Morals of a Muckraker

Moldea and Larry Flynt in '99. When Flynt asked him to dig into politicos' sex lives, Moldea wrote:
Moldea and Larry Flynt in '99. When Flynt asked him to dig into politicos' sex lives, Moldea wrote: "I will receive more bad press than I have ever received before." (By Liz Flynt)

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By Howard Kurtz
Washington Post Staff Writer
Wednesday, August 8, 2007

Dan Moldea has been beaten up by thugs, trashed in the press, accused of chilling free speech and threatened with prosecution.

And yet after an improbable, colorful career in journalism, he remains a historical footnote for one cameo role: as a sex investigator for Larry Flynt a decade ago.

So when Flynt, the publisher of Hustler, recently asked him to resume his digging into the extramarital exploits of politicians, Moldea had misgivings.

"Please understand that if we work together again . . . I am going to be tracked and harassed," he wrote in a June 9 memo to Flynt. "I'm going to be judged harshly by my friends and colleagues for reentering this world with you in what will be viewed as the mother lode of checkbook journalism. In addition, I will receive more bad press than I have ever received before."

Once again, Moldea is chasing tips from people hoping to score a million-dollar reward proffered by Flynt in a full-page Washington Post ad. Once again, Moldea is justifying his role as holding accountable those who preach moral values but act differently in their private lives.

One month after rekindling their partnership, Moldea learned that Sen. David Vitter's number had been found in the phone records of the escort service run by the alleged D.C. Madam, Deborah Jeane Palfrey. This was no coincidence, as Moldea had just agreed to write a book with Palfrey. He promptly leaked the Vitter calls to Time. And when the Louisiana Republican preempted the magazine by apologizing for having sinned, Moldea made sure Flynt got credit by leaking word of his role to ABC News.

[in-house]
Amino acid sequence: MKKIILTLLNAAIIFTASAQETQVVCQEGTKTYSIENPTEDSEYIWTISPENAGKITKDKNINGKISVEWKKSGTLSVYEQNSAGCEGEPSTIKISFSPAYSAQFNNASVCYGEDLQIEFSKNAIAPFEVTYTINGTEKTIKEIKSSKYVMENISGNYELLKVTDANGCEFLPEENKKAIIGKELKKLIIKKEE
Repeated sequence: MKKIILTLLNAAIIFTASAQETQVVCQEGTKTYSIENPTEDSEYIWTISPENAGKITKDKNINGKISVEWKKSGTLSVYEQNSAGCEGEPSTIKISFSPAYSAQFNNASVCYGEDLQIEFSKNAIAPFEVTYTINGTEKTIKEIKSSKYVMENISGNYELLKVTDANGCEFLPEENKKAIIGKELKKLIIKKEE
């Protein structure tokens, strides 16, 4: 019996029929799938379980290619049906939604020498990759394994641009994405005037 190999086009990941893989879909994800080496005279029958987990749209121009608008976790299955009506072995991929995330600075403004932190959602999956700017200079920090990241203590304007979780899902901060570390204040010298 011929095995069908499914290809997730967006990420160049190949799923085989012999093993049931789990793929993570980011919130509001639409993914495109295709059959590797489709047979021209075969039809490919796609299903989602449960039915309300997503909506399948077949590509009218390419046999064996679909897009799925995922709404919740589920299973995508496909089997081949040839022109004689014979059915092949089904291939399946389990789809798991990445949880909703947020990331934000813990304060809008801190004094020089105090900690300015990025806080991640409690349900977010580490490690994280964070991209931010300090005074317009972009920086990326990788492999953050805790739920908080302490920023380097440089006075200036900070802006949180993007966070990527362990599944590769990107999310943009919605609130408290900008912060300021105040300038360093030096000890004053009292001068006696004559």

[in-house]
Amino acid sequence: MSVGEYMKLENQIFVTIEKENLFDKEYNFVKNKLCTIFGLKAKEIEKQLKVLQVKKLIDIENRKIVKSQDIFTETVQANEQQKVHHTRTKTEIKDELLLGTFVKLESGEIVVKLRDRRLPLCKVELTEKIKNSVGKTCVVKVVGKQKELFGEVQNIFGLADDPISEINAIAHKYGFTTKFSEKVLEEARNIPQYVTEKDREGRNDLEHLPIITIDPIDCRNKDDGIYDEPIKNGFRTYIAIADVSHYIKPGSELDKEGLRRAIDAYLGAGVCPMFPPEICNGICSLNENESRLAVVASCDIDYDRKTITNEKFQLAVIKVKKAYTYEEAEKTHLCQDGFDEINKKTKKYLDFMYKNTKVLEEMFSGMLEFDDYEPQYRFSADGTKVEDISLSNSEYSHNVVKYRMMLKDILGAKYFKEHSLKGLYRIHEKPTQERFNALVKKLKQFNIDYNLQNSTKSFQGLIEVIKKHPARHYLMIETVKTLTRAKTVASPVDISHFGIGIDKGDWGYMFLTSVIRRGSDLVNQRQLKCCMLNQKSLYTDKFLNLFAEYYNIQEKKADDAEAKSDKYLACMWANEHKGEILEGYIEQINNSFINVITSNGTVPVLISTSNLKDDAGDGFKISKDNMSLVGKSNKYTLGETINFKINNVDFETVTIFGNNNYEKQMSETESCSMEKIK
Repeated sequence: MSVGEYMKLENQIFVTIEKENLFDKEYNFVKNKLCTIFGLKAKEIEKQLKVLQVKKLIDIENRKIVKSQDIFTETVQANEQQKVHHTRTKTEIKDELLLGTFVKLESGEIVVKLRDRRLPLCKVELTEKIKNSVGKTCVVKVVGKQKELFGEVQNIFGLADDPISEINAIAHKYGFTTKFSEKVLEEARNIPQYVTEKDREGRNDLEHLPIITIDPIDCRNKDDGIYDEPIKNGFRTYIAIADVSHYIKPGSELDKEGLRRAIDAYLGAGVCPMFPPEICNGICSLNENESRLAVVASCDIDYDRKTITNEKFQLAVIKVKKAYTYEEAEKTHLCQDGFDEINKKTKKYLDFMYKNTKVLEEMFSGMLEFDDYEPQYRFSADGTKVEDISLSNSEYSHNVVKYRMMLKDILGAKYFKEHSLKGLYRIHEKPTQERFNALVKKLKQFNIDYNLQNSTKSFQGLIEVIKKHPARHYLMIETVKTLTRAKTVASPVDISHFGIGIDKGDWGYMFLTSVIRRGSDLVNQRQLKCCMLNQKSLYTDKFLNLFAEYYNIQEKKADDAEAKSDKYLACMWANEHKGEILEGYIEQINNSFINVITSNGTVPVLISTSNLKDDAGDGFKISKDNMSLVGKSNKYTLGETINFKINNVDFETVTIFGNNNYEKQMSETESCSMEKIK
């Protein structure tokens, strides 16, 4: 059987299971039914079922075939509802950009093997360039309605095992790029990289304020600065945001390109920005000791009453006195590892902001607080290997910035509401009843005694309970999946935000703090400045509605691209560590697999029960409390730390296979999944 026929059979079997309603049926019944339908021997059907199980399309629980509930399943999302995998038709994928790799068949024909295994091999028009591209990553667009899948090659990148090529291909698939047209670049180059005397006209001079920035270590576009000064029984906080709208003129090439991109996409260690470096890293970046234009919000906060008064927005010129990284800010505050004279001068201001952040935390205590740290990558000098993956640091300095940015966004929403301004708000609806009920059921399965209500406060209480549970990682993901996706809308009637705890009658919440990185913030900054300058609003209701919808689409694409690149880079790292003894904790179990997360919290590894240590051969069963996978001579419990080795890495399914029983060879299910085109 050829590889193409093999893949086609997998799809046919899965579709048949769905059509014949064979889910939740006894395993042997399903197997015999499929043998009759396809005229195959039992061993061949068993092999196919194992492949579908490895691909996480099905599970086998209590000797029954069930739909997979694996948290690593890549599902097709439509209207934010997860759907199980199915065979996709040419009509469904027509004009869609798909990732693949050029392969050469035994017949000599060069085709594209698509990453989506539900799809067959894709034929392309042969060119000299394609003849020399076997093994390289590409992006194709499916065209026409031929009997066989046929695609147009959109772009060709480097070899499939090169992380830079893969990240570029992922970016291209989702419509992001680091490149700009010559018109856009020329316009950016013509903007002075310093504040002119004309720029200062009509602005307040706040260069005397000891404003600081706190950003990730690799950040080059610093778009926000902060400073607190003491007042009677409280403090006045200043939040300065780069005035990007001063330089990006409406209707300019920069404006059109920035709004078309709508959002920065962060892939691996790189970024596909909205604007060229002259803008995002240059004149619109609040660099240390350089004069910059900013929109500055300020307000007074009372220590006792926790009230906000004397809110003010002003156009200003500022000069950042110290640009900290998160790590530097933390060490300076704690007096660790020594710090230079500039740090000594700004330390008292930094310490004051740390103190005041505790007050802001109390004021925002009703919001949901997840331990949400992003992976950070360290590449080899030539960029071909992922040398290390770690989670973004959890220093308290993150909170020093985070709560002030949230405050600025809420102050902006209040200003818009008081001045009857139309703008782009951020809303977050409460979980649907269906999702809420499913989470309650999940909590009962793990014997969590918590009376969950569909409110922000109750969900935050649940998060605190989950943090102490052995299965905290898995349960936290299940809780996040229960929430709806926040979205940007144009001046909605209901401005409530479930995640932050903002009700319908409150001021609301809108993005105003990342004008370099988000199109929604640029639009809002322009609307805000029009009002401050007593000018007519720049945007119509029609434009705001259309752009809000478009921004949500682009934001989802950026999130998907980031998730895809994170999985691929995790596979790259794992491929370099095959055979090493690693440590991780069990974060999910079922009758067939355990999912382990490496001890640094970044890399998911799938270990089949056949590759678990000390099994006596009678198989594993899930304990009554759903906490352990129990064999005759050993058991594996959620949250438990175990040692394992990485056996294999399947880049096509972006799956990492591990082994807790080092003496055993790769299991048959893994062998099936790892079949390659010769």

"I don't want to look like I'm boasting about this," says Moldea. "I just think it's in bad taste, which is an ironic term to use." He refused to be photographed for this article.

"I'm not doing these things for money. I'm not doing these things because I'm going to get great publicity. I'm doing these things on principle, out of conscience."

Palfrey, who is under indictment on prostitution-related charges, considers him an ideal partner. "I didn't want a writer of sensational Hollywood works," she says. "I really need a hard-core investigative journalist here. I thought, this is the man to do it. He's a good and decent man, and very upfront and straightforward."

Moldea has hit plenty of bumps on the career road. "He's had some down times," says author Laurence Leamer, a longtime friend. "So many projects he's worked on haven't worked out. Nothing stops the guy."

A balding, bespectacled man with large, meaty hands, Moldea, 57, is rumpled but supremely organized. During a chat at Morty's deli on Wisconsin Avenue -- where he also joins a weekly poker game and threw a dinner for Palfrey -- he offers transcripts, clippings, an affidavit and other material, all neatly arranged in file folders.

The Akron, Ohio, native has led a Zelig-like existence, popping up on the periphery of history as he careened from writing about Jimmy Hoffa to Robert Kennedy, from O.J. Simpson to Vince Foster to Ken Starr.


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© 2007 The Washington Post Company

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